The Musical Instrument Museum showcases not only the Chinese musical instruments but also performance of Chinese ancient music featuring traditional melodies and modern melodies. The museum also presents modified Chinese instruments that have been influenced by European and western music. Just like in the film, the museum has organized the different Chinese instruments according to their origin, category and material used to make it. The materials used to make the Chinese instruments are classified into either categories; gourd, wood, leather, clay, bamboo, string, stone and metal. Both the film and the museum present the heritage of the Chinese music through the different phases of development the Chinese musical instruments have gone through from ancient times to modern times.There are very many Chinese musical instruments in the Musical Instrument Museum that are made from all the other materials but not from stone. While most of the instruments were earlier made of stone, they have been modified to take other materials such as gourds, bones or wood. To make the Musical Instrument Museum look even better in presenting the heritage of the Chinese music, it would be vital to present traditional stone instruments in their original form. Some of these instruments include Xun, Pinyin, carillons and chimes.The audio elements at the Musical Instrument Museum are very effective in taking the visitors through a virtual tour of the museum. The museum is very huge and appealing and therefore would take visitors a long time going through the entire museum looking for specific music instruments. The audio elements serve as a bridge to enhance easy touring, briefing about the history, nature and elements of the museum. This orients a visitor beforehand. Thus making sure that the experience would be spectacular.The Musical Instrument Museum presentation can be improved by presenting different Chinese musical instruments, naming them, zooming and focusing on them so that visitors can learn the history of different instruments through the presentation. As it is, a visitor is required to learn the background of the Chinese musical instruments before watching the presentation as it does not provide concrete background information about any of the musical instruments in the museum. The presentation can also be enhanced by using a native Chinese person, preferably an artist to showcase the different Chinese musical instruments.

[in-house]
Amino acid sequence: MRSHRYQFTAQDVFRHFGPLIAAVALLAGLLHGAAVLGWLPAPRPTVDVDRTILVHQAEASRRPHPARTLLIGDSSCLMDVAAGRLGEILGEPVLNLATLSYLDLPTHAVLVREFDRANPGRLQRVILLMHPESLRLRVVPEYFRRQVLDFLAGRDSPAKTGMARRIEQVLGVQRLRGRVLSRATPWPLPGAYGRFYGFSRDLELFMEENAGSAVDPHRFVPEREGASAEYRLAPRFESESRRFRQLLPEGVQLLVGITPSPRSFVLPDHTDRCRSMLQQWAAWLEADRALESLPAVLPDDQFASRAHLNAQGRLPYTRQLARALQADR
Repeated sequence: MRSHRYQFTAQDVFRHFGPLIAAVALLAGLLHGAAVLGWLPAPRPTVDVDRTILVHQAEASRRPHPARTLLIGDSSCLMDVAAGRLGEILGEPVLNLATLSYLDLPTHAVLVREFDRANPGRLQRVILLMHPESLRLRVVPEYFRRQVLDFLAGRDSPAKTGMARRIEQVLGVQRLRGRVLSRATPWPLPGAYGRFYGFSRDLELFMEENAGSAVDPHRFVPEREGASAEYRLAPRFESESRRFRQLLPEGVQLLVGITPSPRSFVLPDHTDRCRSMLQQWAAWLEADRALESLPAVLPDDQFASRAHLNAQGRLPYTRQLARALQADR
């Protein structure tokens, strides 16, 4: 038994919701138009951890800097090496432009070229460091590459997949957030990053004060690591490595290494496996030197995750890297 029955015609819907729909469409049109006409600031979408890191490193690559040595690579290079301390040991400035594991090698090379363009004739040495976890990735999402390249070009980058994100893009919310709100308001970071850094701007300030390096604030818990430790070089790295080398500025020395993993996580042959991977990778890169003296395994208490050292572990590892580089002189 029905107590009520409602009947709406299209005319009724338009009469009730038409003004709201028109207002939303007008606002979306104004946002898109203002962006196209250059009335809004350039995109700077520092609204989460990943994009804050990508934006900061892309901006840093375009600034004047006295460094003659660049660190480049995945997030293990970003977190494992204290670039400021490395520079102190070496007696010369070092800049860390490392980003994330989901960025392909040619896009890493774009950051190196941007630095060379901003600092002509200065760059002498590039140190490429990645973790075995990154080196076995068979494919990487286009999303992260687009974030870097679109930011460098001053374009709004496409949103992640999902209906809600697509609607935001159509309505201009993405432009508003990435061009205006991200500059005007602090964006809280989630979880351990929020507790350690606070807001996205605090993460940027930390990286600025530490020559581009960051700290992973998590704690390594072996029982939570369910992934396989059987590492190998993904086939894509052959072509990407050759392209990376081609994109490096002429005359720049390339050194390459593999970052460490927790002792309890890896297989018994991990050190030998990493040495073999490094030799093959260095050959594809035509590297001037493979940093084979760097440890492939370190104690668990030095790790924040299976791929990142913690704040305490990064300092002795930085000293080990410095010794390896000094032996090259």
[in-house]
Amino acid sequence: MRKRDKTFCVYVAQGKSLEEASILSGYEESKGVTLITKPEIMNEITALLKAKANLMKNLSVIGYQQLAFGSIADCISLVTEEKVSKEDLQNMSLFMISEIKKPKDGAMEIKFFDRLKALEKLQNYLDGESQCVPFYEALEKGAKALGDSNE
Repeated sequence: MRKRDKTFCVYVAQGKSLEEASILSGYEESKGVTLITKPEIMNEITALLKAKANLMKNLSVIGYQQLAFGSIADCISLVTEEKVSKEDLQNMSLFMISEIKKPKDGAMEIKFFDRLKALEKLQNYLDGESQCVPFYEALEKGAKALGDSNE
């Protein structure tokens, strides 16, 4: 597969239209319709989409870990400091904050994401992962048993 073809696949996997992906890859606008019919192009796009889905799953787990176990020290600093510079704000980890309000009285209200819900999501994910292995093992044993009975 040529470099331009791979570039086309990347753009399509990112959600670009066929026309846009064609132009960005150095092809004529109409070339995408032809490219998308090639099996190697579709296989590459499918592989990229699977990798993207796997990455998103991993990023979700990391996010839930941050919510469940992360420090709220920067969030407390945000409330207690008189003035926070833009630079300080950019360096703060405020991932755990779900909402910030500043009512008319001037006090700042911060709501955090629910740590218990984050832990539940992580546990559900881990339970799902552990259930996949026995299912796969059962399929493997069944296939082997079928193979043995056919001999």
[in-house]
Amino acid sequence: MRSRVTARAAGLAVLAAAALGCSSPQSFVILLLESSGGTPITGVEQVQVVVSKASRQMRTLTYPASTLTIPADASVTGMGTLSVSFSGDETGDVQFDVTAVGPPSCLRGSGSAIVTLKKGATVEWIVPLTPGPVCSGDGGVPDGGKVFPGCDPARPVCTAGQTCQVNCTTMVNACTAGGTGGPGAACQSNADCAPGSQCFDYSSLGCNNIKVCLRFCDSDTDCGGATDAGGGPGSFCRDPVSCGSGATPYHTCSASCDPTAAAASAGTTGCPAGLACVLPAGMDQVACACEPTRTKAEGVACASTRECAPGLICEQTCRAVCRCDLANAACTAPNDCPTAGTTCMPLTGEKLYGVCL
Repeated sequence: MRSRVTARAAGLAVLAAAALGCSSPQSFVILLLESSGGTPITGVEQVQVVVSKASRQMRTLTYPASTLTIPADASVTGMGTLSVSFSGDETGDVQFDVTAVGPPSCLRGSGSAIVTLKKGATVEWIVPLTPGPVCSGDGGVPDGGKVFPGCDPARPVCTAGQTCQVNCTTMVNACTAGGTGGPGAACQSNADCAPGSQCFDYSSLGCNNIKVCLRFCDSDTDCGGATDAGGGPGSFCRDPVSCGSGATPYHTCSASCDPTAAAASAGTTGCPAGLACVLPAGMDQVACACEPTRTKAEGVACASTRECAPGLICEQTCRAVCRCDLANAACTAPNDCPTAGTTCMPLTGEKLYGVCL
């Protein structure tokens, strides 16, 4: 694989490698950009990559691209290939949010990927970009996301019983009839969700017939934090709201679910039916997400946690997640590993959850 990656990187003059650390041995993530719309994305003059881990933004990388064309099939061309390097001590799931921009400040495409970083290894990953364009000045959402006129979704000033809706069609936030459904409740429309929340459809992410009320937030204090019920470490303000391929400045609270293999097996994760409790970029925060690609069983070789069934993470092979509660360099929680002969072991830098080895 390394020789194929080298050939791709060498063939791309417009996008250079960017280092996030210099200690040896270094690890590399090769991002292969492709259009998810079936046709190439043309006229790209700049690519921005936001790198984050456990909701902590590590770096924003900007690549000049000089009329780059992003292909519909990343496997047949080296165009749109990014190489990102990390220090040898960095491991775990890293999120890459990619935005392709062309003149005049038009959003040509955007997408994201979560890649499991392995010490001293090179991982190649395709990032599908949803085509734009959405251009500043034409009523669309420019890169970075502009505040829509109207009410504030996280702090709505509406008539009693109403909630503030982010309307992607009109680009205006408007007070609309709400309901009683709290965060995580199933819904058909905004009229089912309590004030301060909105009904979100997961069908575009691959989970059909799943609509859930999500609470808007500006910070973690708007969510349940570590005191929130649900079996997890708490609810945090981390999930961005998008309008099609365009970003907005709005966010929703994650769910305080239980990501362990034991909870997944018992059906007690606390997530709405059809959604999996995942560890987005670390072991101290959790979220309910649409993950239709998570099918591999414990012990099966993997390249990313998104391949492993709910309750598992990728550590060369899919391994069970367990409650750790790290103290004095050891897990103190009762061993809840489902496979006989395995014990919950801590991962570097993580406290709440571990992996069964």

Moore, J. Kenneth. "Music and Art of China". In Heilbrunn Timeline of Art History. New York:
The Metropolitan Museum of Art, 2000. Print.
So, Jenny F., ed. Music in the Age of Confucius.. Washington, D.C.: Freer Gallery of Art and
Arthur M. Sackler Gallery, 2000. Print.
Thrasher, Alan R. Chinese Musical Instruments. New York: Oxford University Press, 2000.
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